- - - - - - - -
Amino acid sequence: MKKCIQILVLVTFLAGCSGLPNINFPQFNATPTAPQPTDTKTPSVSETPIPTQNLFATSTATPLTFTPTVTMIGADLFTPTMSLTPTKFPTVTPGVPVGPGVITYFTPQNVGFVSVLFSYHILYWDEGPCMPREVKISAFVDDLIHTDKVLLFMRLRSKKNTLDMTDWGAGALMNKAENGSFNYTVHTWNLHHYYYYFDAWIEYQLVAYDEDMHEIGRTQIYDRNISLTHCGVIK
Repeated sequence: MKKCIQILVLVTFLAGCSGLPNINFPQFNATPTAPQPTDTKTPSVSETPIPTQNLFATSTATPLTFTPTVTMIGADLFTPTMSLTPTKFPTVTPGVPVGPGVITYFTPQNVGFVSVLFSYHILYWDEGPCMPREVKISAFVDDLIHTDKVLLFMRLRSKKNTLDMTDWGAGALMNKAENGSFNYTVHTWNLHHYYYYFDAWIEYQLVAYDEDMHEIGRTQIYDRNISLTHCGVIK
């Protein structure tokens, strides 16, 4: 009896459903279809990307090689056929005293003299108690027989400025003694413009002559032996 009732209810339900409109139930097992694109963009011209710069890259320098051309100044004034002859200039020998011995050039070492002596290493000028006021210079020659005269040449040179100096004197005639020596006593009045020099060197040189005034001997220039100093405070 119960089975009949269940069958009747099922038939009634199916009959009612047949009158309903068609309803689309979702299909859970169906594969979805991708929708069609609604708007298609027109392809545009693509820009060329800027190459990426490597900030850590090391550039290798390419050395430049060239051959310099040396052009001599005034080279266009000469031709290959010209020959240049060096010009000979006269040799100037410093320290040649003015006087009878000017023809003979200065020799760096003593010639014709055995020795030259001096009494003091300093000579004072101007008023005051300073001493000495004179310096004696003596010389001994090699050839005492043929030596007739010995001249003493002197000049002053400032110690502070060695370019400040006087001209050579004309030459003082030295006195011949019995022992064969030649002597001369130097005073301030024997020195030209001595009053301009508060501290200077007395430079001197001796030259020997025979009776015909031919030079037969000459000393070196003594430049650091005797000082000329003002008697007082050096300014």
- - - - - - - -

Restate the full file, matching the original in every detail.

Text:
Amino acid sequence: MKKCIQILVLVTFLAGCSGLPNINFPQFNATPTAPQPTDTKTPSVSETPIPTQNLFATSTATPLTFTPTVTMIGADLFTPTMSLTPTKFPTVTPGVPVGPGVITYFTPQNVGFVSVLFSYHILYWDEGPCMPREVKISAFVDDLIHTDKVLLFMRLRSKKNTLDMTDWGAGALMNKAENGSFNYTVHTWNLHHYYYYFDAWIEYQLVAYDEDMHEIGRTQIYDRNISLTHCGVIK
Repeated sequence: MKKCIQILVLVTFLAGCSGLPNINFPQFNATPTAPQPTDTKTPSVSETPIPTQNLFATSTATPLTFTPTVTMIGADLFTPTMSLTPTKFPTVTPGVPVGPGVITYFTPQNVGFVSVLFSYHILYWDEGPCMPREVKISAFVDDLIHTDKVLLFMRLRSKKNTLDMTDWGAGALMNKAENGSFNYTVHTWNLHHYYYYFDAWIEYQLVAYDEDMHEIGRTQIYDRNISLTHCGVIK
């Protein structure tokens, strides 16, 4: 009896459903279809990307090689056929005293003299108690027989400025003694413009002559032996 009732209810339900409109139930097992694109963009011209710069890259320098051309100044004034002859200039020998011995050039070492002596290493000028006021210079020659005269040449040179100096004197005639020596006593009045020099060197040189005034001997220039100093405070 119960089975009949269940069958009747099922038939009634199916009959009612047949009158309903068609309803689309979702299909859970169906594969979805991708929708069609609604708007298609027109392809545009693509820009060329800027190459990426490597900030850590090391550039290798390419050395430049060239051959310099040396052009001599005034080279266009000469031709290959010209020959240049060096010009000979006269040799100037410093320290040649003015006087009878000017023809003979200065020799760096003593010639014709055995020795030259001096009494003091300093000579004072101007008023005051300073001493000495004179310096004696003596010389001994090699050839005492043929030596007739010995001249003493002197000049002053400032110690502070060695370019400040006087001209050579004309030459003082030295006195011949019995022992064969030649002597001369130097005073301030024997020195030209001595009053301009508060501290200077007395430079001197001796030259020997025979009776015909031919030079037969000459000393070196003594430049650091005797000082000329003002008697007082050096300014």